The 2019 vaping debacle, 2 years later

Hayden Hawley

Illustration showing various test tubes and beakers with cannabis leaves growing out of them
(Graphic Illustration by Trin Bonner | The Collegian)

In late 2019, the Centers for Disease Control and Prevention began tracking cases of a frightening new lung disease in the United States. The number of patients grew at an alarming rate, and the restrictions put in place to prevent further spread altered the lives of millions.

I’m referring of course to EVALI — e-cigarette or vaping use-associated lung injury. 68 died and over 2,800 people were hospitalized by Feb. 18, 2020.


Local, state and federal government acted swiftly to combat the new epidemic as cases peaked in mid-September 2019. Some states went so far as to outright ban e-cigarettes from the market for several weeks or months.

Two years on, it’s important to remember what came shortly after: The CDC quietly made a clarification that a strong majority of these cases were linked to bootleg THC vape cartridges, which had been cut with vitamin E acetate to produce a greater profit margin.

“It peaked at about Sept. 15, 2019, and then as more public awareness resulted in people using less informal vaping electronic devices, the incidents went down,” said Dr. Russell Bowler, a pulmonologist at National Jewish Health. “I don’t even think it’s being followed by the CDC anymore.”

Testing is super, super, super important to make sure that what we’re putting on the shelves isn’t going to harm people.” –Alena Rodriguez, managing director of Rm3 labs

What changed in the two-year interim? Colorado in particular quickly banned vitamin E acetate and other illness-linked contaminants from the market and severely ramped up its testing of products.

“There actually are very few fails when you look at it across the board,” said Alena Rodriguez, managing director at Rm3 labs and a member of the state’s marijuana Science & Policy Work Group. “For flower pesticides, in the first six months of 2020, 98.69% of the batches passed testing. Most of these numbers are 87% and above.”

According to the experts, vaping THC at this point is a cause of little concern.

“In terms of toxicants, I would say they’re similar between two types of vaping,” Bowler said. “In (2019) cases, (vaping) was more toxic than tobacco cigarettes, but I think in general, the answer is the opposite. … While I can’t say that vaping is safe, it’s probably safer than tobacco smoking.”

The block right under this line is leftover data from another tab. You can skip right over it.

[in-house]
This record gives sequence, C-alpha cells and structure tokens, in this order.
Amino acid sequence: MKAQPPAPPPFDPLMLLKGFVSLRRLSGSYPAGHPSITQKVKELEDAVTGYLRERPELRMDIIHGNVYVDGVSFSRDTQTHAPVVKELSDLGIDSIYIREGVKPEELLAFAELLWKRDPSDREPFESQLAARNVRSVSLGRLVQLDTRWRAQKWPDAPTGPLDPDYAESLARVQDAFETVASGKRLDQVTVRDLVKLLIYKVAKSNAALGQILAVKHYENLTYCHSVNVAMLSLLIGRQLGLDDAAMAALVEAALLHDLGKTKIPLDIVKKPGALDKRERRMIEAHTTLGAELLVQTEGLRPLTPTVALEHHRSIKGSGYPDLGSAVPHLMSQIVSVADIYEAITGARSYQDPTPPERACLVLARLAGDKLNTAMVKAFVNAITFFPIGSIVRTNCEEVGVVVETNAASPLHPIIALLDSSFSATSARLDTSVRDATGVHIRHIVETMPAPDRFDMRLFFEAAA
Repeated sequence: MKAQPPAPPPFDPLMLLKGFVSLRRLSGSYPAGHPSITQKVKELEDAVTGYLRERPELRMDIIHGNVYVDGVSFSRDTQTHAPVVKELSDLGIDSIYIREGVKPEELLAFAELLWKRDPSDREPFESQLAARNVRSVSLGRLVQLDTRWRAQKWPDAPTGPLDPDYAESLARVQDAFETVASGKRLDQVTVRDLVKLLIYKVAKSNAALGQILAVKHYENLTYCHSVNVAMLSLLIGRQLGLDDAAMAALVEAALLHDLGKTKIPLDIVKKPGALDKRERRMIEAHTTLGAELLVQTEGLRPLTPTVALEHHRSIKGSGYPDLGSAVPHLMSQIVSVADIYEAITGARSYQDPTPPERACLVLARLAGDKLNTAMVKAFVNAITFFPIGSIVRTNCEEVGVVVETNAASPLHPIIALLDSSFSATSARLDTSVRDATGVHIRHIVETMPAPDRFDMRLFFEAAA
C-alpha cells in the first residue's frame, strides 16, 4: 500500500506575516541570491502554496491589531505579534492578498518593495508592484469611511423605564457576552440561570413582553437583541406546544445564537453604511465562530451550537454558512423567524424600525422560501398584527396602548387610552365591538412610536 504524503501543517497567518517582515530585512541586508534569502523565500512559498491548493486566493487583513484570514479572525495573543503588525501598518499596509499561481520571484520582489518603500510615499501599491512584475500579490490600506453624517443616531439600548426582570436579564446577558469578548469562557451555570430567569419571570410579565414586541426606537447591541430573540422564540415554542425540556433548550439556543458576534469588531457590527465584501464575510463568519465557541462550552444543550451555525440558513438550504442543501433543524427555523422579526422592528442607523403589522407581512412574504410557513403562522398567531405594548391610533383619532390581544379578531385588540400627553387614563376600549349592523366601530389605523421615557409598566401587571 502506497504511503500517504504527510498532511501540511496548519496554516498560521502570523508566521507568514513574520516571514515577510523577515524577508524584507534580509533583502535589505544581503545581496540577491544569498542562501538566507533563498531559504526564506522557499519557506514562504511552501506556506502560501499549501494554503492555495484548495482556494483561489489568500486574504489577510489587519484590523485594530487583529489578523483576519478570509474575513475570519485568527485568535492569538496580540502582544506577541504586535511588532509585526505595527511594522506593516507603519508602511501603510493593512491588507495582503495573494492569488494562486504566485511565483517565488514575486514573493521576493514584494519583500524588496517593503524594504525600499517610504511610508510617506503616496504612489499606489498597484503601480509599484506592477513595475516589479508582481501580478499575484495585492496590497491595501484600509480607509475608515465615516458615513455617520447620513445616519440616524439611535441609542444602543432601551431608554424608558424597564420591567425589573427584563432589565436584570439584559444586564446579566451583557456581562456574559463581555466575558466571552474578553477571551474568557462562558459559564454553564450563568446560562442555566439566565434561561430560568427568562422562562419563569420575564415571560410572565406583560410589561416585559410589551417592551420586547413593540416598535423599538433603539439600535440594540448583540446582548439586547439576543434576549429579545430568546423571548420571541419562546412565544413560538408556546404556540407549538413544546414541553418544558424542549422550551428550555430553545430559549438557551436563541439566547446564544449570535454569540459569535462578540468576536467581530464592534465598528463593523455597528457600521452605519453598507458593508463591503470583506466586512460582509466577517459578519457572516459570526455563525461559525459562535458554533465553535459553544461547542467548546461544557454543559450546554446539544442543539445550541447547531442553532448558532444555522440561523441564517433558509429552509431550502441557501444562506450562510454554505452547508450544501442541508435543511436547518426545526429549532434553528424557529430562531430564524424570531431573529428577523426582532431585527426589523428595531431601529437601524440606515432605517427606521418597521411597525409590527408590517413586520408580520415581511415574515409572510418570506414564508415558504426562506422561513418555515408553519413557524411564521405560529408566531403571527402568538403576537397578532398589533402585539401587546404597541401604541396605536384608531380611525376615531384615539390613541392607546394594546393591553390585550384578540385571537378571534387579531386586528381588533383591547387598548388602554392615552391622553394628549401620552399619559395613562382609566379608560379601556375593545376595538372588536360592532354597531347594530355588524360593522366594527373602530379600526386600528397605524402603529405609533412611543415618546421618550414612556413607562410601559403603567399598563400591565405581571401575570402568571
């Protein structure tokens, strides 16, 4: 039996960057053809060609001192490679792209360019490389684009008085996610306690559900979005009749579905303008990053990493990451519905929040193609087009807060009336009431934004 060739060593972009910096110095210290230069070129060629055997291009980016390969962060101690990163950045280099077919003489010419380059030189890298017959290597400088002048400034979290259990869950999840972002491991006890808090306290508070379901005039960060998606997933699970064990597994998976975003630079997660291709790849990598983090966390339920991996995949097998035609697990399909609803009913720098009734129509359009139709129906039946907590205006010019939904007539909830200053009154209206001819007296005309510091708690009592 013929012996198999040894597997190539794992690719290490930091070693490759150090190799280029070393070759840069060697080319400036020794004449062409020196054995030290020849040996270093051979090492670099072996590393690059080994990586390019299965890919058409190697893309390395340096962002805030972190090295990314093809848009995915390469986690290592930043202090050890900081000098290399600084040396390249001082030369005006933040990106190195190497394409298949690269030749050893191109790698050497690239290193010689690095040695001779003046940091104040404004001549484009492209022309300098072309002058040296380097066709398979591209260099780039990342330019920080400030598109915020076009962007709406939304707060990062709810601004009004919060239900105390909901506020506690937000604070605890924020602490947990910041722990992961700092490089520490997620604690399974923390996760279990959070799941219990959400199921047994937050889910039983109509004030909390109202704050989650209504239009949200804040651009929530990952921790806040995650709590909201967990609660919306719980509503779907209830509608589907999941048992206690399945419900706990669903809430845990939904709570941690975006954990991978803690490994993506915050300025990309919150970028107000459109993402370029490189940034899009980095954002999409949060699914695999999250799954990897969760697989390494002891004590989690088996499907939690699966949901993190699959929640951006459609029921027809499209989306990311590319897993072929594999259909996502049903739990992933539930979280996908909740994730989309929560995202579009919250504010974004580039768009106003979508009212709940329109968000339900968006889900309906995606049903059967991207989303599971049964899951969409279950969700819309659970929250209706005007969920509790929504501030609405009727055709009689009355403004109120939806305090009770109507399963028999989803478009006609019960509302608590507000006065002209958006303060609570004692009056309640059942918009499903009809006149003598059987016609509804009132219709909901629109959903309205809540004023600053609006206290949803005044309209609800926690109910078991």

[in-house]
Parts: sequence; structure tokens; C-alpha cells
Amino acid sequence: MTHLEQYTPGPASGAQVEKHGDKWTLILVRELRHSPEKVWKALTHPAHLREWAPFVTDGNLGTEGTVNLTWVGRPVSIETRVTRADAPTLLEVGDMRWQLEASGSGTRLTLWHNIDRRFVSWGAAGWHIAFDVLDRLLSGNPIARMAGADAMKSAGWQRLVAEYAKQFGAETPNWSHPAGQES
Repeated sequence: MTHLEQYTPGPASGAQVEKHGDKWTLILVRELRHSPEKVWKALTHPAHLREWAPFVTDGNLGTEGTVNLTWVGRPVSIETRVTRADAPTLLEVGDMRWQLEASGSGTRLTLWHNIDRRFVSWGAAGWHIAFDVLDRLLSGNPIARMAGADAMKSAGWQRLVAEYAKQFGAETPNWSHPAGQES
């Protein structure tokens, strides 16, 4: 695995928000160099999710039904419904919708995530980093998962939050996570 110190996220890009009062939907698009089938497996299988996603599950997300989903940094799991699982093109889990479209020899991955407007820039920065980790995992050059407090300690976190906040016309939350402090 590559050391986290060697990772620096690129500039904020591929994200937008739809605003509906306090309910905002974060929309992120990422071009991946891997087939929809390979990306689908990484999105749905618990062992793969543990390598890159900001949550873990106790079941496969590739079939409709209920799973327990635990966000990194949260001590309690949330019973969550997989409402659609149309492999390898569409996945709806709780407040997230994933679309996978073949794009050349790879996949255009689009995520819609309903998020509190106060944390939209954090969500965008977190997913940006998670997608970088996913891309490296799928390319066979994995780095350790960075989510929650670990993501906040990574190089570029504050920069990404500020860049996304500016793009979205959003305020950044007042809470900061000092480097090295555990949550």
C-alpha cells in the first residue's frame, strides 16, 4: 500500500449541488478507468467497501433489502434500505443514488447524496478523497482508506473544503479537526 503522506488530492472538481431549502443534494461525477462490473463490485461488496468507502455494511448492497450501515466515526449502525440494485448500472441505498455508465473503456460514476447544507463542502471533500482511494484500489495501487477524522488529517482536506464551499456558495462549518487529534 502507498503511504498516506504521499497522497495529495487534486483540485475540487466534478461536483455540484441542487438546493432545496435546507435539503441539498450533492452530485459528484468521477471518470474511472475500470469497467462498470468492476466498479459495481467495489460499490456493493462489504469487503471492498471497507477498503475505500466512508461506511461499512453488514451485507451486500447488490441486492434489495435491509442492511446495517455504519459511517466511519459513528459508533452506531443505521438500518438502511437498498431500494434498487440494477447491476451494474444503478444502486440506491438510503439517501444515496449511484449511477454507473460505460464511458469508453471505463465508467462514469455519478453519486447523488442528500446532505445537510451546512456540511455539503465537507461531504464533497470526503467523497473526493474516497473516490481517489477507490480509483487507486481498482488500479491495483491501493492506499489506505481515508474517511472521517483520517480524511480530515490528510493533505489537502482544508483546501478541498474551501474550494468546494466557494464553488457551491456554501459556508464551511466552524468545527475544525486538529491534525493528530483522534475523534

As the cannabis market continues to grow into its new legitimate frame, Colorado officials are using hiccups like this to set an example for how cannabis should be handled at the federal level.

“For me personally, that’s always what I’m looking at because that’s the next natural step in our progression of the industry,” Rodriguez said. “Public safety is super important, and even though testing is a financial burden to some companies … that testing is super, super, super important to make sure that what we’re putting on the shelves isn’t going to harm people. It’s not just immunocompetent adults who are using cannabis, it’s also children, medical patients and grandparents who are using it for different ailments.”

As EVALI fades into the background as a distant memory, we can all grab a pen guilt-free and take comfort in the fact that we’re all a little safer than we were a few years ago.

“I think it’s super awesome how Colorado is one of the only states to my knowledge that has this stakeholder-focused forum and process for us to actually be involved in writing the rules that we follow,” Rodriguez said. “I’m very grateful to be part of the process and be able to help our industry be better, be more legitimate, be good ‘corporate citizens,’ as they say.”

Hayden Hawley can be reached at or on Twitter @hateonhawley.